It’s not three, but five cases. Bathani Tola, Shankar Bigha, Miyanpur, Nagri and Lakshmanpur Bathe. All I can say is that people are powerless economically and socially. Even today, power rests with the dominant upper class. The commission had a major role in stopping the massacres in Bihar. One of the commission’s objectives was to restore peace as soon as possible with help from the government. We asked a Senior Superintendent of Police in Patna how a fugitive could escape from under his nose. He denied any knowledge of it. We told him it was in the newspapers. Soon enough, the chief perpetrators were arrested and the frequency of such massacres came down.
The administration played a role too. But it wasn’t easy. Men were sent to shoot our witnesses in the Patna secretariat. Once, we got wind of it and asked our bodyguard to catch the attacker. But he managed to escape. Last year, we saw the hue and cry raised over a dead body brought to Patna (that of slain Ranvir Sena chief Brahmeshwar Singh, June 2012). You can understand the difficulties that came in our way.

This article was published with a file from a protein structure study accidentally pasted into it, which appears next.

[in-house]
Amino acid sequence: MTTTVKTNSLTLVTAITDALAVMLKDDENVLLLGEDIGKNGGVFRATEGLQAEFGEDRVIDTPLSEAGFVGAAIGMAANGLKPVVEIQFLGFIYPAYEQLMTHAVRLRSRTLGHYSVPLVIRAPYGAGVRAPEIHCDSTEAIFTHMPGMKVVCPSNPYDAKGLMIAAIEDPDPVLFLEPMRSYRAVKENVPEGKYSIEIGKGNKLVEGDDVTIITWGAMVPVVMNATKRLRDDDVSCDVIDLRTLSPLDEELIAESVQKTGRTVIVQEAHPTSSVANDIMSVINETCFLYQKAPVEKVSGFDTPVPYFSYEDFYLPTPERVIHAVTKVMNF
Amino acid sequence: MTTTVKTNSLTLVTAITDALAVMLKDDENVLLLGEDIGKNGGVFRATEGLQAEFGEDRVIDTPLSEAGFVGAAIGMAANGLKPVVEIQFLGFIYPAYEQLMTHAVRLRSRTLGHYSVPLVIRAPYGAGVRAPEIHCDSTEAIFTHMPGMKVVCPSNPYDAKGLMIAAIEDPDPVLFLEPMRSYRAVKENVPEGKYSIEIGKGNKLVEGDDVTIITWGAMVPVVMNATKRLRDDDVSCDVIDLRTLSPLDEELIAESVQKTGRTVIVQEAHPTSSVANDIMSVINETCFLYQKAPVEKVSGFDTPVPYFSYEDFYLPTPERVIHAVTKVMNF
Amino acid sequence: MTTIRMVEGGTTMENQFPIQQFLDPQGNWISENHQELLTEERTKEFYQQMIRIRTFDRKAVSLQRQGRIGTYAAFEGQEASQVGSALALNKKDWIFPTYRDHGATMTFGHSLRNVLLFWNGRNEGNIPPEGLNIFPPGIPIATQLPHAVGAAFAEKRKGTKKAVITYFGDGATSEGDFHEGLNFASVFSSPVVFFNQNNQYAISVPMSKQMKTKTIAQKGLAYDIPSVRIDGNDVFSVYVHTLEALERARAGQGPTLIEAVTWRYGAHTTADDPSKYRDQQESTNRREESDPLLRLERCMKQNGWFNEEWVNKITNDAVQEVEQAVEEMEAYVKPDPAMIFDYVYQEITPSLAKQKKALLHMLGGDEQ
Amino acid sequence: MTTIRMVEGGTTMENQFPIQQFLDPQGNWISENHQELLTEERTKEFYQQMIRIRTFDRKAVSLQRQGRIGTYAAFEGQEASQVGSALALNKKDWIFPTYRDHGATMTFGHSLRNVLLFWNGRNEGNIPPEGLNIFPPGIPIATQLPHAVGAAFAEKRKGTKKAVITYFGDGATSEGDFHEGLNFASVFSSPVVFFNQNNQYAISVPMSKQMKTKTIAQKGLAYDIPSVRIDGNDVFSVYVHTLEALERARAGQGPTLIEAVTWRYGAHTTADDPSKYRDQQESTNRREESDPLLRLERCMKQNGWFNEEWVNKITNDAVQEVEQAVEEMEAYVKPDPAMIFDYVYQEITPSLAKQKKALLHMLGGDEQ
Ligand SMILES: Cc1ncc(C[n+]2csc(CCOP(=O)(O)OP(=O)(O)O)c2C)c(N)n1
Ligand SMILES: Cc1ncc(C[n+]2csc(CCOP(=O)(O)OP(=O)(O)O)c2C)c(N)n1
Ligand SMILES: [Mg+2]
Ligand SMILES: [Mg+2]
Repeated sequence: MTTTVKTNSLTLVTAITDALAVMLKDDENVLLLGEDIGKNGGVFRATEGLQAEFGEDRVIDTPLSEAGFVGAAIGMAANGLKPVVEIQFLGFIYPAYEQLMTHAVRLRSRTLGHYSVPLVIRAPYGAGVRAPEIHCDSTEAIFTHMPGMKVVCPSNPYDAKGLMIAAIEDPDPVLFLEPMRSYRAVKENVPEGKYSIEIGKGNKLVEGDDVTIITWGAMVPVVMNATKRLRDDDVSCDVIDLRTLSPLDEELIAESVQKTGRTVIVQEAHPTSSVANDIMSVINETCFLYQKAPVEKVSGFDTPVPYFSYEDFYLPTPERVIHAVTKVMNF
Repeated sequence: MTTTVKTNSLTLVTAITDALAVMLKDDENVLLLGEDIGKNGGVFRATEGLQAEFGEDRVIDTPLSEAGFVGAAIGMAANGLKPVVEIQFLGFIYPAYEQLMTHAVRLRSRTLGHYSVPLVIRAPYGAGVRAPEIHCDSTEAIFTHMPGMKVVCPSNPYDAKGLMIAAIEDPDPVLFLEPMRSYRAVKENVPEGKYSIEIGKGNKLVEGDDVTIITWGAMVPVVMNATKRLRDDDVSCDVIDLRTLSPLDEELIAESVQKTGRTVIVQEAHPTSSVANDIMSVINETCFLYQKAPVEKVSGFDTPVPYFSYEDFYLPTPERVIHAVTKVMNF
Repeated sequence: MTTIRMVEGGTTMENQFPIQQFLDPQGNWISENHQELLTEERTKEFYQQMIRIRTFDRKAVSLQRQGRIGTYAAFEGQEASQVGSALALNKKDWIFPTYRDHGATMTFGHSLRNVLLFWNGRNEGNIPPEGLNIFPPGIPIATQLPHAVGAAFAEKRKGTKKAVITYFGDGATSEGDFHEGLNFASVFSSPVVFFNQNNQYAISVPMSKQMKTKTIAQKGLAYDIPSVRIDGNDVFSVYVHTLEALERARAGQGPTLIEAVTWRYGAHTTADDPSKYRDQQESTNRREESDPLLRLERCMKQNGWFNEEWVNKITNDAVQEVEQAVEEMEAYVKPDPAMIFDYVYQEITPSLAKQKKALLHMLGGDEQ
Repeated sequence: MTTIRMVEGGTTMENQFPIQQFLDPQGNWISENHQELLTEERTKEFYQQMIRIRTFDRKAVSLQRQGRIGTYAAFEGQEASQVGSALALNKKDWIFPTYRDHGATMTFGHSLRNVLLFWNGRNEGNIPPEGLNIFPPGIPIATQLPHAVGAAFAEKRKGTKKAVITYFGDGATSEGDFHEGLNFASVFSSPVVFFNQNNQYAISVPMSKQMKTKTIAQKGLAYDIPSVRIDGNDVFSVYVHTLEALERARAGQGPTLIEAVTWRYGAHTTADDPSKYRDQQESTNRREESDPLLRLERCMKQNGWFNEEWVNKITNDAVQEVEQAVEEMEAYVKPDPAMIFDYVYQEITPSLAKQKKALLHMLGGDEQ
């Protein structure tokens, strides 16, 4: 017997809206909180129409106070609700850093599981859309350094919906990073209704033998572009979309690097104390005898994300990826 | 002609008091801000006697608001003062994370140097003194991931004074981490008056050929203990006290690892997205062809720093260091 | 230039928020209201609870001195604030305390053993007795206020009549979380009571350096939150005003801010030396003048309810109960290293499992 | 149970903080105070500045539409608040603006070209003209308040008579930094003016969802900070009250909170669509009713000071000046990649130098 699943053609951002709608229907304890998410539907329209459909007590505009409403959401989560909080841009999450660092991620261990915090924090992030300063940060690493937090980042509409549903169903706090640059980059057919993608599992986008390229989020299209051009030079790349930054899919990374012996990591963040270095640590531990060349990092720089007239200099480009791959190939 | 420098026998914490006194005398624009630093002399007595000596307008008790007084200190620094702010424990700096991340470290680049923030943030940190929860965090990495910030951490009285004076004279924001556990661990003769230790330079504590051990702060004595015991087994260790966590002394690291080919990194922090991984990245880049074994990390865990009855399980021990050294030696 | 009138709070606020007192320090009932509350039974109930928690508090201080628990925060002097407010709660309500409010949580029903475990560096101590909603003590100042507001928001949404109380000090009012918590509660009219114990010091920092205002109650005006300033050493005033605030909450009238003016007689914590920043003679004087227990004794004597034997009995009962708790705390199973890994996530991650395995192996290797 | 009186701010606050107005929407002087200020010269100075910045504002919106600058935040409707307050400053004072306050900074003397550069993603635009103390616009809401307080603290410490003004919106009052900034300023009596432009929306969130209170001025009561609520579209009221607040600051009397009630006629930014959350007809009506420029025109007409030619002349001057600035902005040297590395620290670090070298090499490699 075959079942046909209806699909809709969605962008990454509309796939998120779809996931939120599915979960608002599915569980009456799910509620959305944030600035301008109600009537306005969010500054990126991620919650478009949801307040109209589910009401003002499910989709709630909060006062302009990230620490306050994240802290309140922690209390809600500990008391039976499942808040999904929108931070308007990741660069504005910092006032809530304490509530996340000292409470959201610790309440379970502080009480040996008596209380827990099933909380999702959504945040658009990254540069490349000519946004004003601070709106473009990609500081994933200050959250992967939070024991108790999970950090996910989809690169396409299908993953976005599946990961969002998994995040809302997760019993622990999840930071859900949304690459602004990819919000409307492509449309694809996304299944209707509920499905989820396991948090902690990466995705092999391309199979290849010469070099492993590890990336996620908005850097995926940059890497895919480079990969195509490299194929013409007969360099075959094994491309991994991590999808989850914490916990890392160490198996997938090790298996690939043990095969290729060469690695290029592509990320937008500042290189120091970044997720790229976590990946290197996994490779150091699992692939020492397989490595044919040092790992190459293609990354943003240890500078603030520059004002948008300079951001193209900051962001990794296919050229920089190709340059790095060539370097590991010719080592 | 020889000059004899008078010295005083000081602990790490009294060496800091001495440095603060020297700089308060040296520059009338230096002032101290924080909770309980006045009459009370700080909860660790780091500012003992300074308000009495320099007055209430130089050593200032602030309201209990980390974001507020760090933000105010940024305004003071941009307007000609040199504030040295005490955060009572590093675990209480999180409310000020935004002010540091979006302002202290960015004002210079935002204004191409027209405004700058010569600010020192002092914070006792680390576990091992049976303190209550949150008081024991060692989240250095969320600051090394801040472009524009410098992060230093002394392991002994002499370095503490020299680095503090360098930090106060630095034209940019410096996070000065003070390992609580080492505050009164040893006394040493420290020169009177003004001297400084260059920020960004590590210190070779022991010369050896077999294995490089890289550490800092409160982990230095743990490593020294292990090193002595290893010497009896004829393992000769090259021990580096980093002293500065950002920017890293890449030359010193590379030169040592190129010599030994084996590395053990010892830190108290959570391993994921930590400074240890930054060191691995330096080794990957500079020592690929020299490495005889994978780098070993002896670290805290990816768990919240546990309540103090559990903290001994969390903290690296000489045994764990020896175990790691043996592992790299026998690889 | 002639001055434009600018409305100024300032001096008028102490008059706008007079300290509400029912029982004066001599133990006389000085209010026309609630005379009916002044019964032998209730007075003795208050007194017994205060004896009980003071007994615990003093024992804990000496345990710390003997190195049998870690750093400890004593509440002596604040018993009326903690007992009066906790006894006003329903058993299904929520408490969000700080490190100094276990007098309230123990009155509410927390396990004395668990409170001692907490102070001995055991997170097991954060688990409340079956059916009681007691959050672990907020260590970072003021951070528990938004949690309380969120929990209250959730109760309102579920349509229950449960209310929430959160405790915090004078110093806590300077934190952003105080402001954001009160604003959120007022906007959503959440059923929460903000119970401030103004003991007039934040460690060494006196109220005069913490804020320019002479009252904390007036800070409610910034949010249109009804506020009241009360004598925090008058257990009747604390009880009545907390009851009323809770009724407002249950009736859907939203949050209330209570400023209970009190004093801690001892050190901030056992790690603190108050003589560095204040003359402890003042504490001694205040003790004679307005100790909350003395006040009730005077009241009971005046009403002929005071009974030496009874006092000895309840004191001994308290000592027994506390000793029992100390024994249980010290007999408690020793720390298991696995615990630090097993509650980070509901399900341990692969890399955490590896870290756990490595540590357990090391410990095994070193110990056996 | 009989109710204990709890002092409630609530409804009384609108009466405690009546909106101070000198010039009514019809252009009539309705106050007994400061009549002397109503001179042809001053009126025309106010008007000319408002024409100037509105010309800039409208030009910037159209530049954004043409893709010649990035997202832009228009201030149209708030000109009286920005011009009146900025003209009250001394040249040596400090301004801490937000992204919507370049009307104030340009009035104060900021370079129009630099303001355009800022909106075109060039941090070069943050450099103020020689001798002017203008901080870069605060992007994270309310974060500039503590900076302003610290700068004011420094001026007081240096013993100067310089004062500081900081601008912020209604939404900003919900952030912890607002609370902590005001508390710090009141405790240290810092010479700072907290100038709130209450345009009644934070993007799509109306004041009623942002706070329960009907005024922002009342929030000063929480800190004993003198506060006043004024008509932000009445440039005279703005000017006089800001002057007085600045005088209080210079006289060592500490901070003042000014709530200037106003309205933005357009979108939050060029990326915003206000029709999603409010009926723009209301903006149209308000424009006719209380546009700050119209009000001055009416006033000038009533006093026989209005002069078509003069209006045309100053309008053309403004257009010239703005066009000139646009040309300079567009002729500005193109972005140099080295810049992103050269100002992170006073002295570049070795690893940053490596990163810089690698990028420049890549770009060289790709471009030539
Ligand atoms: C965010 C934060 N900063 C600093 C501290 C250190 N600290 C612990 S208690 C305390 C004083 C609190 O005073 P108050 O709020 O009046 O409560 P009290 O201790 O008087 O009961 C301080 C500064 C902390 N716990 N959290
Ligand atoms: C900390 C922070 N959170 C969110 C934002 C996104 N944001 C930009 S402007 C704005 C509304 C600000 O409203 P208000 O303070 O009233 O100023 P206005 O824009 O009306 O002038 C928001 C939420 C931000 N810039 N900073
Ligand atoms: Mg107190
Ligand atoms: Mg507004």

What were the primary responsibilities of the commission?
The commission was formed in 1998 after the Lakshmanpur Bathe incident. The other four incidents of Miyanpur, Bathani Tola, Shankar Bigha and Nagri had already taken place. Initially, the commission had five important duties; others came later. It had to find out who laid the foundation of Ranvir Sena, what was its purpose, who were involved in it, if it had links with political parties, and what steps needed to be taken to establish peace in the villages.
Had the Ranvir Sena become a political group?
We had evidence of it. There is no doubt.
What was the purpose behind forming the Ranvir Sena?
Indira Gandhi had come up with several laws in 1974 — Minimum Wages Act, Abolition of Bonded Labour Act, land reform Acts. Communist leaders convinced the village labourers that these laws were in their favour. As awareness spread, the labourers started demanding their rights. The landlords couldn’t tolerate this. Once the labourers were empowered, they started an economic blockade. The landlords chose other ways to tackle the situation. You will find that most of the victims in the massacre were farm labourers.
Is it true that the Ranvir Sena was associated with a particular dominant caste in Bihar?
Yes, that’s absolutely true. It is evident from Jehanabad to Bhojpur.
Did you face any threats during the probe?
I already had many enemies. When I was in Siwan in 1987-88, the District Magistrate was murdered in Gopalganj and I gave death penalty to two accused. I received many threats. They tried to kidnap my son. A bomb was thrown at me during a session once. It was a close shave. I’m not scared. What will they get by killing me?
Translated from Tehelka Hindi by Naushin Rehman